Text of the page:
Cliff Lee. Cole Hamels. Jimmy Rollins. Chase Utley. Marlon Byrd. Kyle Kendrick. Jonathan Papelbon. Carlos Ruiz. Ryan Howard. Domonic Brown.
If the Phillies are eight-to-10 games out of a wild card spot as the 2013 season meanders into late July, every one of the players listed above could be gone. At the very least, you can bet the Phils would probably listen to offers on all of them.
Yes, even Chase Utley.
The Phils are preparing for one last run at the playoffs, even though they appear to be satisfied with a rotation that features Lee, Hamels and three #5 pitchers and an offense that will see its only upgrade come in the form of Byrd, who is coming off a career year at 35 years old.
Ruben Amaro is already moving heaven and earth to try and get rid of Papelbon, apparently with not a lot of success. It was rumored he was willing to receive offers on Lee and Hamels, although any conversations involving those two pitchers appears to not have been all that advanced. And even though Amaro says the team is depending on Howard to have a bounce back year, it's likely the Phils would move him too if they could find a taker.
That being said, the Phils signed Byrd and re-signed Ruiz so they could allow their aging core one last shot at the playoffs. But it's obvious that the Phillies are not truly "all-in." If they were, they would have already overpaid for Ubaldo Jimenez or Matt Garza, or would have been in on Nelson Cruz, Jacoby Ellsbury or Carlos Beltran.
If they truly were "all-in," they would have spent like the Yankees have spent.
Obviously, the off-season isn't over. If the Phils sign Masahiro Tanaka or sign Shin Soo Choo (both of which are highly unlikely), then it is a sign the team is truly pushing all their chips into the middle for 2014.
But that doesn't appear to be happening, and probably for very good reason. The Phils seem content on keeping their payroll right around where it was last year, at around $159 million, far below the $189 million luxury tax threshold.
This all points to one thing. The Phillies are hedging their bets. And, if things don't go well in April, May and June, the fire sale will likely begin full-force in July.
The Phils had a chance to start the fire sale last year, but instead chose to re-sign Utley to a two-year extension and not listen to offers for Ruiz. They didn't move Papelbon, although they probably would have if they could. Lee stayed put.
This year, however, things will be different.
Everyone can see the window is virtually shut. It would take a borderline miracle for it to re-open for 2014. But the Phillies have left themselves a very small window of opportunity here. It is a crack. And if the team hasn't started crawling through that crack by mid-July, Amaro and the front office could very well slam that window shut themselves.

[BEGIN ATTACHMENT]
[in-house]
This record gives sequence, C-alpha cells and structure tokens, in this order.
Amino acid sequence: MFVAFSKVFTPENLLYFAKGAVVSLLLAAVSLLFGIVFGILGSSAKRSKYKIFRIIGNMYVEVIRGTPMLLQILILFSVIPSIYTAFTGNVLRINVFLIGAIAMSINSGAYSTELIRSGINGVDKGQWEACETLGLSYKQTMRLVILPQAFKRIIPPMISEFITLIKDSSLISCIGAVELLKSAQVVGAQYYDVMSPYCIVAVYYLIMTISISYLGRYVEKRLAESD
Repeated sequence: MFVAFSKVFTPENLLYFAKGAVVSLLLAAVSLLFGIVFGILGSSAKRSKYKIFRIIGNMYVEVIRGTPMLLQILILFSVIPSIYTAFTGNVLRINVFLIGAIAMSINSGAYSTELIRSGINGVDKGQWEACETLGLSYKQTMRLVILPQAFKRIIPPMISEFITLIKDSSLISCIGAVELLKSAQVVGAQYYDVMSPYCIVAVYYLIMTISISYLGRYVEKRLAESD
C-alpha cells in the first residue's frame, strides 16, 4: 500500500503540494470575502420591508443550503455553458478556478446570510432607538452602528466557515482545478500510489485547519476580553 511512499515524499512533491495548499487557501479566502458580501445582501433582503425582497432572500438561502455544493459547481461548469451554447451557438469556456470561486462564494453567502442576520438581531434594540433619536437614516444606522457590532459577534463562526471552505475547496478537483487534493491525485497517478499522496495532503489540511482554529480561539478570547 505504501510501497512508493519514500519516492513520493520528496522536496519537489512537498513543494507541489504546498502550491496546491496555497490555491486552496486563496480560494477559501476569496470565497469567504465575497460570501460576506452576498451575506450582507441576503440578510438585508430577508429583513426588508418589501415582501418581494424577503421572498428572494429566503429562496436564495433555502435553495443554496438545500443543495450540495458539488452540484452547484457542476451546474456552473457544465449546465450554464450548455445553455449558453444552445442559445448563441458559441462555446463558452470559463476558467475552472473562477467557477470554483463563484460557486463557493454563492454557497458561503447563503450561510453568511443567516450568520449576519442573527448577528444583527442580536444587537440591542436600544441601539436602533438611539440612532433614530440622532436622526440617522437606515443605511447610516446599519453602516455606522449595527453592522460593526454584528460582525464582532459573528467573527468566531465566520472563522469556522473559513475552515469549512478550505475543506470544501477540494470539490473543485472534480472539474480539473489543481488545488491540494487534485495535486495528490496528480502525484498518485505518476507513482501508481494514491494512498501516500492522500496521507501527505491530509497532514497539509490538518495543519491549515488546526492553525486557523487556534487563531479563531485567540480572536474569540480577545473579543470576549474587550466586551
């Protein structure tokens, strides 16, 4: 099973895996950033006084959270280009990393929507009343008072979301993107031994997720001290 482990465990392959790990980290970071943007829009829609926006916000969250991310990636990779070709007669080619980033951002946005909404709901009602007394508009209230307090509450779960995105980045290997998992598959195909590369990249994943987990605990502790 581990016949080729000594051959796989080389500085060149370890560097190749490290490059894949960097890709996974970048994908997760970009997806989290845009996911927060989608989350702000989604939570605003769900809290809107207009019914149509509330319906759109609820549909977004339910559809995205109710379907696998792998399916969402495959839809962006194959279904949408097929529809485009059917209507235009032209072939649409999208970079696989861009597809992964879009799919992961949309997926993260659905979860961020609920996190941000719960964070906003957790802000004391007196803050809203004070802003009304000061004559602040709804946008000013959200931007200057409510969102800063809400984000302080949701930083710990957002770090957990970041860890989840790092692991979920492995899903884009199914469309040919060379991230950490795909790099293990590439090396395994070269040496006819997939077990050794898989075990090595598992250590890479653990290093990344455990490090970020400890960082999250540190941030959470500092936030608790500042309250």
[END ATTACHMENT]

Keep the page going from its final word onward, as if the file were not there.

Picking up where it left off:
It would take a lot for the Phillies to move Utley. He is their franchise player and he has a full no-trade clause as a 10/5 man. Same with Jimmy Rollins. Howard's contract would be unmovable unless the Phils decided to eat a lot of it. No one appears to want Papelbon unless the Phillies eat a lot of his deal, too.
Hamels is owed a ton of money and he's the type of pitcher around whom the Phillies could build. However, he is still a bona fide ace and could generate a hefty haul in return. Same with Lee. And no one seems to want Papelbon, although a solid first half next year could re-generate some interest league-wide.
Marlon Byrd and Kyle Kendrick would both easily move to other places. Brown would garner a lot of interest too.
Not all these players would leave in a fire sale, but ALL would be available for the right price.
Now, the argument against the fire sale is what is assumed to be a big cable TV deal on the horizon, and the assumption that the Phillies would not want to jettison their well-known players with that deal still not signed. It's not publicly known where those negotiations stand right now. It's possible a deal will be done by then, or could still be in the works. But another losing start would be just as harmful to TV ratings as trading players away, and the team's cautious approach to this off-season indicates they know the sands may have just about run through this team's hourglass.
If the Phils are not at least on the periphery of a playoff spot by the time the middle of August rolls around, the team could look substantially different come August, TV deal or no.
The Phils need some wins early next year, or get ready for the fire sale.
For real, this time.